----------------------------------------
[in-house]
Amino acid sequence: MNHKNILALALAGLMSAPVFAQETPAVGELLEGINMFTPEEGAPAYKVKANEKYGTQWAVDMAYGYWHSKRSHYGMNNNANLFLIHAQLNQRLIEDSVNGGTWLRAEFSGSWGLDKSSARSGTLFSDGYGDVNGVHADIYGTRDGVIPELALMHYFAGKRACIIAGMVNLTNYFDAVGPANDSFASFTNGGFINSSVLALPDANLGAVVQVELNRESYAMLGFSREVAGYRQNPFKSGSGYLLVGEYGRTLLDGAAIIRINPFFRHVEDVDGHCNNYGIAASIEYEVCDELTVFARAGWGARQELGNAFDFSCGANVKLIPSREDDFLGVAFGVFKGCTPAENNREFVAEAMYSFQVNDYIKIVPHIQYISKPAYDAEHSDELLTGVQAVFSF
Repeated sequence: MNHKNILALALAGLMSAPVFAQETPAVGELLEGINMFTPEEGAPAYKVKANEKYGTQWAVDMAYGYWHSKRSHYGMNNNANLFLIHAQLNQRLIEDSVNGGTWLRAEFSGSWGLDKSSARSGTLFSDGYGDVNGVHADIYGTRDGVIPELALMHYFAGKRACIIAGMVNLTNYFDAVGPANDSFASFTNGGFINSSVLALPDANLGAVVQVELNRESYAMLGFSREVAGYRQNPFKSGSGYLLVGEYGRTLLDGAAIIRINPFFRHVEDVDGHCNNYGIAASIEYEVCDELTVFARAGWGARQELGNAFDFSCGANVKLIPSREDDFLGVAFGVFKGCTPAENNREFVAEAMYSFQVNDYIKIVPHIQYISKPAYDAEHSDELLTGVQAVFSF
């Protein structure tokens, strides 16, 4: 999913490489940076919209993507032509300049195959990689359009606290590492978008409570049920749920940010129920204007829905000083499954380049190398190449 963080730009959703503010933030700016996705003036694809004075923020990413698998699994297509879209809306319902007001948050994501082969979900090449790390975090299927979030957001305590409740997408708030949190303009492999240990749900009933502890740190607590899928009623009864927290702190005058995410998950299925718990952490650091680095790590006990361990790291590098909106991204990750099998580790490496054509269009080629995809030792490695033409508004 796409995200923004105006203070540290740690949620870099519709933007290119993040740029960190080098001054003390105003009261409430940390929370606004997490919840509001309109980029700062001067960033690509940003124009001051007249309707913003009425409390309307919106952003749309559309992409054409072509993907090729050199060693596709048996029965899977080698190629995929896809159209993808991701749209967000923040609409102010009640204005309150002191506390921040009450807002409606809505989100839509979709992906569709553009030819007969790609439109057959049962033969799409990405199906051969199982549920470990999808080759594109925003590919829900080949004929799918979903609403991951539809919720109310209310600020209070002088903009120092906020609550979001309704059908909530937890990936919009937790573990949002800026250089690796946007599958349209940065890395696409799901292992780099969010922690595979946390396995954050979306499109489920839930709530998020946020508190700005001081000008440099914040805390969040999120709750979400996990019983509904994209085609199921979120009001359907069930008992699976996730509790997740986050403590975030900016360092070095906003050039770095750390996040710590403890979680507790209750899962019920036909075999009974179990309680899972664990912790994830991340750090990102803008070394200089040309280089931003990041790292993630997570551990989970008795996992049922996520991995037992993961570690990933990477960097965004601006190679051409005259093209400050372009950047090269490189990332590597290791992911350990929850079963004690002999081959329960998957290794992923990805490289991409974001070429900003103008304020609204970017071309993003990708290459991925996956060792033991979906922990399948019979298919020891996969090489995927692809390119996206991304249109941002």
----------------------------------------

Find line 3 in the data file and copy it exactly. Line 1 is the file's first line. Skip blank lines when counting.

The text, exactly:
Repeated sequence: MNHKNILALALAGLMSAPVFAQETPAVGELLEGINMFTPEEGAPAYKVKANEKYGTQWAVDMAYGYWHSKRSHYGMNNNANLFLIHAQLNQRLIEDSVNGGTWLRAEFSGSWGLDKSSARSGTLFSDGYGDVNGVHADIYGTRDGVIPELALMHYFAGKRACIIAGMVNLTNYFDAVGPANDSFASFTNGGFINSSVLALPDANLGAVVQVELNRESYAMLGFSREVAGYRQNPFKSGSGYLLVGEYGRTLLDGAAIIRINPFFRHVEDVDGHCNNYGIAASIEYEVCDELTVFARAGWGARQELGNAFDFSCGANVKLIPSREDDFLGVAFGVFKGCTPAENNREFVAEAMYSFQVNDYIKIVPHIQYISKPAYDAEHSDELLTGVQAVFSF